Why does software have such an important role in the future of battery materials design? Here is one example: Today, a Li-ion battery installed in a Tesla Powerwall for home power back-up is roughly the same battery (chemically speaking) that goes into a Dyson vacuum or an electric Ford Mustang Mach-E. However, the power consumption requirements of each could not be more different. The Tesla Powerwall likely only discharges very infrequently during a power outage, where length of duration is most important. The Dyson vacuum needs only short bursts of energy to suck up dirt and debris effectively before recharging. The Ford Mustang Mach-E battery needs a bit of both — the ability to discharge slowly over long distances for highway driving, but also short bursts to accelerate from a stop light. In the future, software that can advance new battery materials will enable us to tune a Li-ion battery’s chemical make-up to the use case, optimizing performance and costs along the way.
A few innovative start-ups working on battery material software we are keeping our eye on:
After battery cells are manufactured, the deployment of field-ready batteries requires a complicated design and systems integration process. Batteries must be assembled into modules, wired together and paired with a battery management control system. An inverter and charge controller must be selected, then climate control and cooling equipment are added to the container that will eventually house the battery. Customers must be convinced, land procured, and utility interconnection secured. Finally, if any equipment or design specifications change, the entire system must be re-evaluated to ensure it will still work and produce revenue as expected. Complicated, costly, and mostly conducted manually with consultants and spreadsheets.
The entire design and validation process above is what drives the 30 to 50 percent in soft costs for battery storage installations. Developers often overdesign battery systems to provide a cushion for misjudgments or errors, resulting in even higher costs. I spoke with one developer who was adding between 11 and 22 percent in extra costs simply as a buffer against design errors.
Battery software is perfectly suited to streamline the iterative storage design and validation process. Stephan Rohr, CEO and founder of predictive battery analytics company TWAICE, sees three key value levers that can be addressed with battery analytics software. “First is having the right design system in place that can deliver the promised performance over the project lifetime. Second is optimizing the actual use and leveraging the full capacity of the storage. We see many developers design battery systems in which 10% of battery capacity is not used during actual operation, which can be corrected by analytics. Lastly, and most importantly, is forecasting the lifetime and total number of charge & discharge cycles a particular storage system can achieve.”
He added that using software like TWAICE to understand what impacts storage lifetime and actively manage storage assets can lead to 25 percent increase in overall battery lifetime.
In addition to TWAICE, a few other battery software companies targeting soft costs include:
Battery storage remains a young technology. Many batteries have been deployed within the past 10 years and have not yet operated through a full 20 to 25 year expected useful life. In addition, as storage developers deploy and operate batteries, we are learning quite a bit about how taxing real-life operations beyond the lab can be to the degradation and capacity of batteries. Many battery systems cycling aggressively with very fast discharge and charge cycles require replacement faster than expected, creating economic challenges due to replacement costs. Finally, many energy markets across the world are still figuring out how to best deploy and monetize storage for the power grid. Batteries in theory can act as a multitool for the power grid, but in many geographies, storage is still explicitly limited to singular use cases or locked out of wholesale revenue generation opportunities altogether.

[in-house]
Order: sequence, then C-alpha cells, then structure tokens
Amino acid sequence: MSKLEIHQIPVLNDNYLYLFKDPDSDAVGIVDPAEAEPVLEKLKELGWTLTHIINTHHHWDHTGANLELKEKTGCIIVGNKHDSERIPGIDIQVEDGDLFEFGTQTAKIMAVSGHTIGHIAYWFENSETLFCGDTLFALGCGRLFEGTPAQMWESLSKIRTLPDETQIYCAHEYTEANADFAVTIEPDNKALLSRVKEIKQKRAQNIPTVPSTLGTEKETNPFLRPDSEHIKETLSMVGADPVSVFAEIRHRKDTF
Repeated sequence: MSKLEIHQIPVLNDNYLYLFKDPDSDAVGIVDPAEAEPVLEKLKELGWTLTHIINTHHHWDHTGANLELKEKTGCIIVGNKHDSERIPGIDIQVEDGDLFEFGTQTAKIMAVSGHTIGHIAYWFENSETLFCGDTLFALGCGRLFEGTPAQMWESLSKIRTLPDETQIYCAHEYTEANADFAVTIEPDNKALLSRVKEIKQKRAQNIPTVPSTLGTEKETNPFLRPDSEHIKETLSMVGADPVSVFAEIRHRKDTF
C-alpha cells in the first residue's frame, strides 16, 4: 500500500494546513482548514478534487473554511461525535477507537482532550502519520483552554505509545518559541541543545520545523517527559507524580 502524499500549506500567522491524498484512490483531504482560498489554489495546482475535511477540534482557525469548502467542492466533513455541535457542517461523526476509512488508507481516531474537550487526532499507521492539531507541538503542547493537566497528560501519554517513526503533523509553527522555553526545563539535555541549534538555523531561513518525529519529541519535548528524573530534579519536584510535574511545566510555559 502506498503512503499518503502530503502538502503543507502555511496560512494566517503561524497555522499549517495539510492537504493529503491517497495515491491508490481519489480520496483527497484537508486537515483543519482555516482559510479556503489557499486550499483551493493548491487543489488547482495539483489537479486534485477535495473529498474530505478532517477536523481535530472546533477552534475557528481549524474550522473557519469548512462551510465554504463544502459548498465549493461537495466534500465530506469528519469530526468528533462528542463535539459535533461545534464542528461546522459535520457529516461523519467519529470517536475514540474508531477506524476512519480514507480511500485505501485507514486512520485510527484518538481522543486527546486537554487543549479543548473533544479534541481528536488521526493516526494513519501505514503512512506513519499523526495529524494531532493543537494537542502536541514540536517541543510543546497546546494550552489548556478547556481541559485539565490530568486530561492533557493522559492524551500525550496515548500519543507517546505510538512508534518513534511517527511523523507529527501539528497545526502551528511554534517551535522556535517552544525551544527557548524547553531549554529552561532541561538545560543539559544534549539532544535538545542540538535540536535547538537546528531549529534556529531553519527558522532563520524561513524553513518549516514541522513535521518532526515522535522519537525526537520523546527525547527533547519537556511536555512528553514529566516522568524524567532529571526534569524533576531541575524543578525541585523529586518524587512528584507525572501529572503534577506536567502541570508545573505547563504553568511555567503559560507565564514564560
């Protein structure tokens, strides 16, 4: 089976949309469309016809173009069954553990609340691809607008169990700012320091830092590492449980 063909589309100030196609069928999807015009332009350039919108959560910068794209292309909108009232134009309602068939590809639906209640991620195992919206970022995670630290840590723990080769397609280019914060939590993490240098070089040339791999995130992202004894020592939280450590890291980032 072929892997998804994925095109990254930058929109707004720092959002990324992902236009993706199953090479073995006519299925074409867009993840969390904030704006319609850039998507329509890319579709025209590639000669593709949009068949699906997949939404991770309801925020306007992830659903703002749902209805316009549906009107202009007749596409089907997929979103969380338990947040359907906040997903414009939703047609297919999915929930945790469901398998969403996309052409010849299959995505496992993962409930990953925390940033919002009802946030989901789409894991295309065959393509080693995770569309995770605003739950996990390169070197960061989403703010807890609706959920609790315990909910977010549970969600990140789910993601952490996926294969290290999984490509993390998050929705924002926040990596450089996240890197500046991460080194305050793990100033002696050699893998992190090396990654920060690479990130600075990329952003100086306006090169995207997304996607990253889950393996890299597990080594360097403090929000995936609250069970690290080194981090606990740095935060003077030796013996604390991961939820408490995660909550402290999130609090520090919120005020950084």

Gian Paul Handal, commercial lead at Jupiter Power, shares a developer’s perspective on challenges the Li-ion battery market needs to address to scale. “When I started working with energy storage in 2014, the projects being deployed were expensive, unsustainable, and singular in application,” he said. “Today, lithium-ion batteries cost six times less than what they did then and are proven to provide a wide range of services with a single system. However, the reality is the markets are still evolving even as new projects go online. At Jupiter Power, we are well-positioned to capture the revenue opportunity arising in the battery market, but we need technology to help us optimize the use of lithium-ion batteries and provide flexibility for the future of energy storage.”
I am particularly interested in innovative start-ups that can enhance storage operations by:
Over the next decade, I believe the lithium-ion battery industry will further expand its overwhelming energy storage market share and launch next-generation iterations that catalyze renewable electrification — increasingly by leveraging software throughout the battery value chain. The compounding advantage of superior economics and production volume creates a positive feedback loop towards market dominance. While competing energy storage technologies will better serve niche, use case-specific applications or adapt to integrate with the core Li-ion battery technology platform, I predict the lithium-ion battery market will reach $700 billion by 2030. Consequently, this growth supports a $30 to $50 billion opportunity for the battery software market — which is of particular interest to venture capital investors. Venture-scale battery software startups have already formed and will be crucial in driving growth and efficiency of the Li-ion market.
Batteries can address many of the energy storage needs of a renewable, electrified economy. However, batteries are not best suited to all power generation and storage use cases. The last key piece of the “electrify everything” energy production puzzle is low-carbon, flexible generation. In my next post, I will cover the leading options: Next generation geothermal, hydro and biomass. Stay tuned!
 Source: BNEF
 Source: Energize analysis